Understanding the Basics of Alabama Probation

Posted by Steve Eversole | Nov 10, 2016 | 0 Comments

It is no secret that the prison system in America is overcrowded, and there are many cases where an experienced Alabama criminal attorney can successfully work with Alabamans that have been charged with crimes to avoid conviction. However, in other cases it may be more beneficial for the accused to plead guilty or no-contest to the crime or crimes they have been charged with depending on the circumstances of the case. There are also situations where an overwhelming amount of evidence against a defendant can lead to their conviction. In situations where a Birmingham criminal lawyer works with a client to prepare a guilty or no-contest plea, or in instances where a defendant has been convicted, it is possible for an Alabama criminal defense attorney to negotiate probation for the defendant in lieu of a jail or prison sentence. For many clients, probation can be much more beneficial than traditional sentencing.

General Conditions of Probation

The Code of Alabama Title 15 §22-50 permits circuit and district courts to sentence defendants falling into the categories described above to probation in both misdemeanor and felony cases where the punishment for such crimes does not include death or potential imprisonment for more than 15 years. While the specific conditions of Alabama probation are matters left to the court's discretion, probation for a misdemeanor cannot exceed two years and the maximum term for felony probation is five years. The original probationary sentence can be extended or reduced so long as it remains within these guidelines. When a terms of probation have been successfully fulfilled, probation will automatically terminate unless a court takes other action.

If a judge has determined probation to be an appropriate sentence, the court will refer the case to a probation officer who will conduct an investigation related to the case. The probation officer will make a recommendation to the court based on this investigation and, upon granting probation, the probation officer will provide the defendant with instructions related to the terms of the probation as well as potential consequences for violating those terms. If a person has violated the terms of their probation, the probation officer may request that law enforcement officials arrest the defendant. Police officers and others with power of arrest may arrest the defendant without the need for a warrant and it is possible that additional penalties may be applied including but not limited to jail time or revocation of probation. In the case of revocation of probation, the state requires that a revocation hearing be conducted where a judge will detail the types of violations alleged and a probationer has the opportunity to defend against the probation violation charges that have led to the revocation hearing.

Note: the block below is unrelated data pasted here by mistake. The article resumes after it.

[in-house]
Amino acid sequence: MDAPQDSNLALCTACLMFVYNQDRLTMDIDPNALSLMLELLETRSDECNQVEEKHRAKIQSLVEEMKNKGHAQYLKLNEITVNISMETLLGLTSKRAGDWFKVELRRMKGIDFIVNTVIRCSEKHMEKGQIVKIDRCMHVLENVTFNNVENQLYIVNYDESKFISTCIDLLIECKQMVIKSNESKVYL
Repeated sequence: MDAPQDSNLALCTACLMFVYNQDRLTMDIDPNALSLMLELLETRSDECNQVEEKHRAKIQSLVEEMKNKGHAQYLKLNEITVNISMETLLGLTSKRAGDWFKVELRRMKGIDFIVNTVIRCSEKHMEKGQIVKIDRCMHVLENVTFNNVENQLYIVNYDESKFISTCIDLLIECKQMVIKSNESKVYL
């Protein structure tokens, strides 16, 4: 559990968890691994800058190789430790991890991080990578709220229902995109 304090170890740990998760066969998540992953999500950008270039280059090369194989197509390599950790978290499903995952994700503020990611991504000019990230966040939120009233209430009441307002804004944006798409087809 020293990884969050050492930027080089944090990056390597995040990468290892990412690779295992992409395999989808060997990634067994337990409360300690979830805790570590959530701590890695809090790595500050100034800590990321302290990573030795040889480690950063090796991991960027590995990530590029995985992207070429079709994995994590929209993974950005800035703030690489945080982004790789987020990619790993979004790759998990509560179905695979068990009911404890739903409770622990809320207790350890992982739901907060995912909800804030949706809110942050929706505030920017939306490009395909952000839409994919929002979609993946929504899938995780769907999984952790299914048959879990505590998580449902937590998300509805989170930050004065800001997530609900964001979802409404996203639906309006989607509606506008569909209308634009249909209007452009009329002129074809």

It is important to note that probation is never mandatory and Alabama law allows judges to consider sentencing Alabama criminal defendants to probation if they believe probation will serve in the best interests of justice. However, probation is never a required sentence and it is not a guaranteed punishment for any particular Alabama criminal conviction.

Help with Criminal Charges

If you are facing Alabama criminal charges, it is important to enlist the services of a skilled Alabama criminal defense attorney. Often, choosing a skilled Alabama criminal lawyer can make a huge difference in whether or not a defendant is convicted of the crimes they are charged with. In cases where guilty or no-contest pleas are entered or a defendant is convicted of the crime or crimes they have been charged with, a dedicated Alabama criminal defense attorney can often successfully work with the court to negotiate a probationary sentence in lieu of jail or prison sentencing. If you are facing criminal charges in Alabama, contact the Alabama criminal defense team at Eversole Law to schedule a consultation about your charges and find out what options might be available to you in your circumstances.

About the Author

Steve Eversole

Admitted to practice in All State and Federal Courts in Alabama: AllAlabama State Courts, Alabama Supreme Court, Alabama Court of Appeals,Northern...

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